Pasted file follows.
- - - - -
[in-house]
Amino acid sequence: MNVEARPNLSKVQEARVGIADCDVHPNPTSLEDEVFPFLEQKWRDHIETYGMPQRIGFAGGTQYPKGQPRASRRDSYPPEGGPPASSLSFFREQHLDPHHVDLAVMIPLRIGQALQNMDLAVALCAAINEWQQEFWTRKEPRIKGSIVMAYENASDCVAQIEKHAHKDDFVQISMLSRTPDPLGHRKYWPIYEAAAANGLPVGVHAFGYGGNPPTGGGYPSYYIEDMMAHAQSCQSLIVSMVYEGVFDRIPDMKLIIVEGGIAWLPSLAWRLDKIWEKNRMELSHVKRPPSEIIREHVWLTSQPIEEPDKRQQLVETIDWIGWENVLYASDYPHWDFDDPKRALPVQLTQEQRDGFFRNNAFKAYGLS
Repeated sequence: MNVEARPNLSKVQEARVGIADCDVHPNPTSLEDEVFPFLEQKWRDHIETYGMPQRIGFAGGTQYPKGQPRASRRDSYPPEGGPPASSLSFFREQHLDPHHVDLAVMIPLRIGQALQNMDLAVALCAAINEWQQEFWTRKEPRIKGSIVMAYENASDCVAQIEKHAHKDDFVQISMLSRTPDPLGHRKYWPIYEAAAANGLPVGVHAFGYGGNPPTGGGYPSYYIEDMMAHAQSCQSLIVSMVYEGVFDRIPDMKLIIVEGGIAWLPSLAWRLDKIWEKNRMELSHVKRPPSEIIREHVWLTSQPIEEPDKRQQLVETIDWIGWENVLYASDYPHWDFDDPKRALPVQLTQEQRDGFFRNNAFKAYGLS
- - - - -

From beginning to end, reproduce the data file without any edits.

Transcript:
[in-house]
Amino acid sequence: MNVEARPNLSKVQEARVGIADCDVHPNPTSLEDEVFPFLEQKWRDHIETYGMPQRIGFAGGTQYPKGQPRASRRDSYPPEGGPPASSLSFFREQHLDPHHVDLAVMIPLRIGQALQNMDLAVALCAAINEWQQEFWTRKEPRIKGSIVMAYENASDCVAQIEKHAHKDDFVQISMLSRTPDPLGHRKYWPIYEAAAANGLPVGVHAFGYGGNPPTGGGYPSYYIEDMMAHAQSCQSLIVSMVYEGVFDRIPDMKLIIVEGGIAWLPSLAWRLDKIWEKNRMELSHVKRPPSEIIREHVWLTSQPIEEPDKRQQLVETIDWIGWENVLYASDYPHWDFDDPKRALPVQLTQEQRDGFFRNNAFKAYGLS
Repeated sequence: MNVEARPNLSKVQEARVGIADCDVHPNPTSLEDEVFPFLEQKWRDHIETYGMPQRIGFAGGTQYPKGQPRASRRDSYPPEGGPPASSLSFFREQHLDPHHVDLAVMIPLRIGQALQNMDLAVALCAAINEWQQEFWTRKEPRIKGSIVMAYENASDCVAQIEKHAHKDDFVQISMLSRTPDPLGHRKYWPIYEAAAANGLPVGVHAFGYGGNPPTGGGYPSYYIEDMMAHAQSCQSLIVSMVYEGVFDRIPDMKLIIVEGGIAWLPSLAWRLDKIWEKNRMELSHVKRPPSEIIREHVWLTSQPIEEPDKRQQLVETIDWIGWENVLYASDYPHWDFDDPKRALPVQLTQEQRDGFFRNNAFKAYGLS